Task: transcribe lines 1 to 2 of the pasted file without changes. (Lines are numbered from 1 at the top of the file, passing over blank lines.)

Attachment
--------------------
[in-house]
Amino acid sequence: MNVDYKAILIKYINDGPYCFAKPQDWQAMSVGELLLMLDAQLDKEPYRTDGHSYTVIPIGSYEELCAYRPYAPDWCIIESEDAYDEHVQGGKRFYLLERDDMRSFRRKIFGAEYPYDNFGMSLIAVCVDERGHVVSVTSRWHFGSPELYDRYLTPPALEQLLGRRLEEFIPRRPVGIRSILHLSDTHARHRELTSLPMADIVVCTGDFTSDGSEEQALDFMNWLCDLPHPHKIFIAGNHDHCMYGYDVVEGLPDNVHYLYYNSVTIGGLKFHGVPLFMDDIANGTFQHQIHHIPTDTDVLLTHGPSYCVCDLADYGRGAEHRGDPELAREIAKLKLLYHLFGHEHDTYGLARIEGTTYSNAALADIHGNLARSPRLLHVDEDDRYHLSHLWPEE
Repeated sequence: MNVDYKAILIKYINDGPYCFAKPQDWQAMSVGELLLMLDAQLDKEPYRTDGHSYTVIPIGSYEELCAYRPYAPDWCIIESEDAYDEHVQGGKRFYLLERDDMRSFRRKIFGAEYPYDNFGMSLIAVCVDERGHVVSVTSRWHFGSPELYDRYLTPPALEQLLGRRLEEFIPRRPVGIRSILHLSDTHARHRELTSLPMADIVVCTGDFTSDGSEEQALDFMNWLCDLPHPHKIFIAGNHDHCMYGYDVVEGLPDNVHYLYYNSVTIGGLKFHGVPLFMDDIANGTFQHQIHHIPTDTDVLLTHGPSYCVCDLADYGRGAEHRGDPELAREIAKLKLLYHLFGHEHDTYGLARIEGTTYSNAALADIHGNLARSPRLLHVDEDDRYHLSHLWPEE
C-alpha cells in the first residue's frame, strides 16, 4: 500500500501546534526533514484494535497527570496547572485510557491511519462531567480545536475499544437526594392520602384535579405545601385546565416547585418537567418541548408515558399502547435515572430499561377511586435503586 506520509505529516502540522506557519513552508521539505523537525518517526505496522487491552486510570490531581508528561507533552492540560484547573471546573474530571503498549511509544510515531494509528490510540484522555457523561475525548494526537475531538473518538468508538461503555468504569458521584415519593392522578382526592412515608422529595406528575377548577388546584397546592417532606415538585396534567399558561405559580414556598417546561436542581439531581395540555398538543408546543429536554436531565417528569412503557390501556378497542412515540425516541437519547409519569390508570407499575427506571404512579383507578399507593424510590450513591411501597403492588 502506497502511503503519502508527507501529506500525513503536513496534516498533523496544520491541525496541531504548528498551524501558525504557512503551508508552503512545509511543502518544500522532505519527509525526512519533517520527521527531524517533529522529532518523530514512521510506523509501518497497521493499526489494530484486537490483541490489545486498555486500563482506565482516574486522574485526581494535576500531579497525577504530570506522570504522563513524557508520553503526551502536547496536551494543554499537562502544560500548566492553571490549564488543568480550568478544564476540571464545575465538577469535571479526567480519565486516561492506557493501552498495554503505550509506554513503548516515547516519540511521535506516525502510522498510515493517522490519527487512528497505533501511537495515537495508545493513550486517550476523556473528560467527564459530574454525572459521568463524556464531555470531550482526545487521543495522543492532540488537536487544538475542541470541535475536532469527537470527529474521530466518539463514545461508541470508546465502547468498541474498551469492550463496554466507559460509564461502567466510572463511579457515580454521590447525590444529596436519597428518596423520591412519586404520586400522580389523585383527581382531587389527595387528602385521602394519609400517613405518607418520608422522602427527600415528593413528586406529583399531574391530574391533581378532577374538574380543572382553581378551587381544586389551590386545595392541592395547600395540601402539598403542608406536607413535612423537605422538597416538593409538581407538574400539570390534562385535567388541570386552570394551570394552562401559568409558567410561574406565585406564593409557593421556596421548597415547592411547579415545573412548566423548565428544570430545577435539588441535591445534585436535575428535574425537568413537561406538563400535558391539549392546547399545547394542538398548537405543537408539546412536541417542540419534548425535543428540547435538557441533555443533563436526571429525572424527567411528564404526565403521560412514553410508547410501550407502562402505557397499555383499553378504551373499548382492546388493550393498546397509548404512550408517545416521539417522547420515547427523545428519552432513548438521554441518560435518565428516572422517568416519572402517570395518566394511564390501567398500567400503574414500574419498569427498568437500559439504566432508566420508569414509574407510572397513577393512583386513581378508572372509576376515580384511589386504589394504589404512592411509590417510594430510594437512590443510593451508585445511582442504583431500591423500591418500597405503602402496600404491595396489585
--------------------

[in-house]
Amino acid sequence: MNVDYKAILIKYINDGPYCFAKPQDWQAMSVGELLLMLDAQLDKEPYRTDGHSYTVIPIGSYEELCAYRPYAPDWCIIESEDAYDEHVQGGKRFYLLERDDMRSFRRKIFGAEYPYDNFGMSLIAVCVDERGHVVSVTSRWHFGSPELYDRYLTPPALEQLLGRRLEEFIPRRPVGIRSILHLSDTHARHRELTSLPMADIVVCTGDFTSDGSEEQALDFMNWLCDLPHPHKIFIAGNHDHCMYGYDVVEGLPDNVHYLYYNSVTIGGLKFHGVPLFMDDIANGTFQHQIHHIPTDTDVLLTHGPSYCVCDLADYGRGAEHRGDPELAREIAKLKLLYHLFGHEHDTYGLARIEGTTYSNAALADIHGNLARSPRLLHVDEDDRYHLSHLWPEE